According to Holmes, some adults may willingly look at conversion therapy to "potentially help them with self-discovery" — and if that's their personal choice, there should be no issues with that.
But a line must be drawn when it comes to youth, he said.
"A youth that is not sure about what's going on and being guided into a practice under the guise of religion, stating that we're going to start with the premise that something is intrinsically wrong with you and that we need to really fix you results in shame.
"People internalize shame. And then there's all sorts of mental health aspects that it can lead to suicidal ideation, depression, substance use. The list goes on and on."
Holmes added that the explanation being provided by some PC members who voted against Bill C-6 is not sufficient.
One of the surprising aspects of Tuesday's vote, Holmes added, was that Conservative Leader Erin O'Toole voted in favour of passing Bill C-6. He said it clearly indicates the vote "wasn't pulling party lines" or a case of politicians having to "do what they were told."
Essex resident Laura Soutar-Hasulo, founder of the Hate Has No Home Here campaign, said she's disappointed and "can't imagine" how her MP could vote against passing Bill C-6.
While she acknowledges the 63 PC caucus members' decision to vote against it may not have "come from a place of hate," their decision not to support the bill can cause deep pain through the LGBTQ community and its allies.
"No matter what their reasoning is, they voted 'no' during Pride Month against banning conversion therapy — and that pain in that community is going to be remembered for a while."
She said any MP who voted against the bill and was truly concerned about parents' rights should have been "shouting from the rooftops" weeks before the vote.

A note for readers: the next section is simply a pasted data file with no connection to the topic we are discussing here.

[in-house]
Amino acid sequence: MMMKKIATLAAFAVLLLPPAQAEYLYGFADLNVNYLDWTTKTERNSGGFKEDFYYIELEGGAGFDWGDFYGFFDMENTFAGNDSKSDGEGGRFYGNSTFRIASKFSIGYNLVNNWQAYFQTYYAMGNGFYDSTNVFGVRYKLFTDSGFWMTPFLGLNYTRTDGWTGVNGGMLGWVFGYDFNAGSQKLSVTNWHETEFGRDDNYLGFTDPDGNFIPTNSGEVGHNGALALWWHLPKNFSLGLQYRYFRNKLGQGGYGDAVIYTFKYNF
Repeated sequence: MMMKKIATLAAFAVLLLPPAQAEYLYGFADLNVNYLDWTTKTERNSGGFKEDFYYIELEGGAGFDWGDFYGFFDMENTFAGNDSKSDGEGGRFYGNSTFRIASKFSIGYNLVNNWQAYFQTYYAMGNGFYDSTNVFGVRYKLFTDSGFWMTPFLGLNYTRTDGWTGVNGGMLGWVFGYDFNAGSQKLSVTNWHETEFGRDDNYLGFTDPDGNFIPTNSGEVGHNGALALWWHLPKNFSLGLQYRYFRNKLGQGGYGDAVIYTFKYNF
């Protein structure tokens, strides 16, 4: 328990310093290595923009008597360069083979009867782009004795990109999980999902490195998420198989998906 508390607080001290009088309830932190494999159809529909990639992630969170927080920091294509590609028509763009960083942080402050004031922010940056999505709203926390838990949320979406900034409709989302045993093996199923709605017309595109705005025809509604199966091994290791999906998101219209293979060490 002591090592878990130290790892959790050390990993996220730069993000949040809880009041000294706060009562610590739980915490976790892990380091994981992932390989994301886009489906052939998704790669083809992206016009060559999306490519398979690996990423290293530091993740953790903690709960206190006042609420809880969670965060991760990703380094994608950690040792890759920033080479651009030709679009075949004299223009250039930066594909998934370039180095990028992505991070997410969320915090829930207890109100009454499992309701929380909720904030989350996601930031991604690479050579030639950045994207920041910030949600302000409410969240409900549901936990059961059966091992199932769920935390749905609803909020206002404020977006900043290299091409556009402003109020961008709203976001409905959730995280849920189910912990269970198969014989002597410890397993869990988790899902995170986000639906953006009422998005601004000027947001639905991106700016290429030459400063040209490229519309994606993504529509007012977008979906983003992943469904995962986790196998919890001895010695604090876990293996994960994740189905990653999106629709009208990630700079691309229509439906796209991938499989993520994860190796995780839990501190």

"I think they're just trying to play make-up afterwards, not taking into account the pain that this has caused. I have a young trans teenager on my street and the look on his face and the look on his mother's face was just heartbreaking."
On Thursday evening, Epp released a statement citing similar concerns to Bill C-6 as Lewis. Epp said he was "completely opposed to coercive practices" surrounding conversion therapy, and any claim that Conservatives who voted against Bill C-6 at third reading support it is "entirely false."
"At committee, Conservatives introduced an amendment that would better clarify the definition of conversion therapy in the bill to target coercive practices, based on language from the Justice Department's own website," said Epp.
I am completely opposed to coercive practices. - Dave Epp, Chatham-Kent-Leamington MP, on his vote to oppose Bill C-6 this week
"We heard from Canadians, including those from the medical community, who raised concerns about the broadness of the definition. Unfortunately, the Liberals ignored reasonable efforts to build a consensus and strengthen the bill."
CBC News also reached out to Sarnia-Lambton MP Marilyn Gladu for comment, but she had not responded as of publication of the story.